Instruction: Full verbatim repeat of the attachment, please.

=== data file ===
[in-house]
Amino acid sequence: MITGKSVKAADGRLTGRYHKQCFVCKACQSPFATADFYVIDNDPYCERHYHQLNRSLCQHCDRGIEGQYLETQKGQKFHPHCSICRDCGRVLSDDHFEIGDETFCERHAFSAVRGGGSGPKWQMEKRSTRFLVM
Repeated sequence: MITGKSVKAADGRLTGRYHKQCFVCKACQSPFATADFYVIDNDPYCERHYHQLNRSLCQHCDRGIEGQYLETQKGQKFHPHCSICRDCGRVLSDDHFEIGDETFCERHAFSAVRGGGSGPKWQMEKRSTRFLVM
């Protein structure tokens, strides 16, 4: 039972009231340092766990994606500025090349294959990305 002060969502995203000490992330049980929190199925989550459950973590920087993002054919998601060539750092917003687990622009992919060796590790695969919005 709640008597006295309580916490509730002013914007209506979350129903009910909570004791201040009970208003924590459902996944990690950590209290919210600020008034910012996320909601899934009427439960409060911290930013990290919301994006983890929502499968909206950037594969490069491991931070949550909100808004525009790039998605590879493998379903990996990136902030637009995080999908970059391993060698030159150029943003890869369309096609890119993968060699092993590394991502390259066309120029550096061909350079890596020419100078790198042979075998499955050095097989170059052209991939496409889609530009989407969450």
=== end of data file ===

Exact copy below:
[in-house]
Amino acid sequence: MITGKSVKAADGRLTGRYHKQCFVCKACQSPFATADFYVIDNDPYCERHYHQLNRSLCQHCDRGIEGQYLETQKGQKFHPHCSICRDCGRVLSDDHFEIGDETFCERHAFSAVRGGGSGPKWQMEKRSTRFLVM
Repeated sequence: MITGKSVKAADGRLTGRYHKQCFVCKACQSPFATADFYVIDNDPYCERHYHQLNRSLCQHCDRGIEGQYLETQKGQKFHPHCSICRDCGRVLSDDHFEIGDETFCERHAFSAVRGGGSGPKWQMEKRSTRFLVM
């Protein structure tokens, strides 16, 4: 039972009231340092766990994606500025090349294959990305 002060969502995203000490992330049980929190199925989550459950973590920087993002054919998601060539750092917003687990622009992919060796590790695969919005 709640008597006295309580916490509730002013914007209506979350129903009910909570004791201040009970208003924590459902996944990690950590209290919210600020008034910012996320909601899934009427439960409060911290930013990290919301994006983890929502499968909206950037594969490069491991931070949550909100808004525009790039998605590879493998379903990996990136902030637009995080999908970059391993060698030159150029943003890869369309096609890119993968060699092993590394991502390259066309120029550096061909350079890596020419100078790198042979075998499955050095097989170059052209991939496409889609530009989407969450």